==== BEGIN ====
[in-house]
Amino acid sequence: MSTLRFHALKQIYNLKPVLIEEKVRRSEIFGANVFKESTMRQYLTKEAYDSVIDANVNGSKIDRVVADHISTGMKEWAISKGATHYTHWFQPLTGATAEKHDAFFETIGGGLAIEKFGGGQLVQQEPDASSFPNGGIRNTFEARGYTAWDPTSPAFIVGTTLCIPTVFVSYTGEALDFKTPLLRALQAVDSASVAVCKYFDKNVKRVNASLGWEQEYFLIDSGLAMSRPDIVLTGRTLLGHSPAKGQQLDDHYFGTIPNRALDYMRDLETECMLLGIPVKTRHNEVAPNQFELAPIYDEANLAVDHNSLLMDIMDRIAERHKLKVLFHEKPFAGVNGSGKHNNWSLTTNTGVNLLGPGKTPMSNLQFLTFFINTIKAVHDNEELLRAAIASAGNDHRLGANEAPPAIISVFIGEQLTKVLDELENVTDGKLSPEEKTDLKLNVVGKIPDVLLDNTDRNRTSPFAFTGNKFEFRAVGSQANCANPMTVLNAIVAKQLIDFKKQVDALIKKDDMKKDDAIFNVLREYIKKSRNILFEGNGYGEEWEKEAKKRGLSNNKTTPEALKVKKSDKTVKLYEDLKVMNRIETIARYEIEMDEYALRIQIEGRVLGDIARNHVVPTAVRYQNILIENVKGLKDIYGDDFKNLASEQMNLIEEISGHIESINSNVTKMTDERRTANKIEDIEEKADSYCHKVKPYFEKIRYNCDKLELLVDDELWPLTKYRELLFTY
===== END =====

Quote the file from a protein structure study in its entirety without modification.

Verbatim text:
[in-house]
Amino acid sequence: MSTLRFHALKQIYNLKPVLIEEKVRRSEIFGANVFKESTMRQYLTKEAYDSVIDANVNGSKIDRVVADHISTGMKEWAISKGATHYTHWFQPLTGATAEKHDAFFETIGGGLAIEKFGGGQLVQQEPDASSFPNGGIRNTFEARGYTAWDPTSPAFIVGTTLCIPTVFVSYTGEALDFKTPLLRALQAVDSASVAVCKYFDKNVKRVNASLGWEQEYFLIDSGLAMSRPDIVLTGRTLLGHSPAKGQQLDDHYFGTIPNRALDYMRDLETECMLLGIPVKTRHNEVAPNQFELAPIYDEANLAVDHNSLLMDIMDRIAERHKLKVLFHEKPFAGVNGSGKHNNWSLTTNTGVNLLGPGKTPMSNLQFLTFFINTIKAVHDNEELLRAAIASAGNDHRLGANEAPPAIISVFIGEQLTKVLDELENVTDGKLSPEEKTDLKLNVVGKIPDVLLDNTDRNRTSPFAFTGNKFEFRAVGSQANCANPMTVLNAIVAKQLIDFKKQVDALIKKDDMKKDDAIFNVLREYIKKSRNILFEGNGYGEEWEKEAKKRGLSNNKTTPEALKVKKSDKTVKLYEDLKVMNRIETIARYEIEMDEYALRIQIEGRVLGDIARNHVVPTAVRYQNILIENVKGLKDIYGDDFKNLASEQMNLIEEISGHIESINSNVTKMTDERRTANKIEDIEEKADSYCHKVKPYFEKIRYNCDKLELLVDDELWPLTKYRELLFTY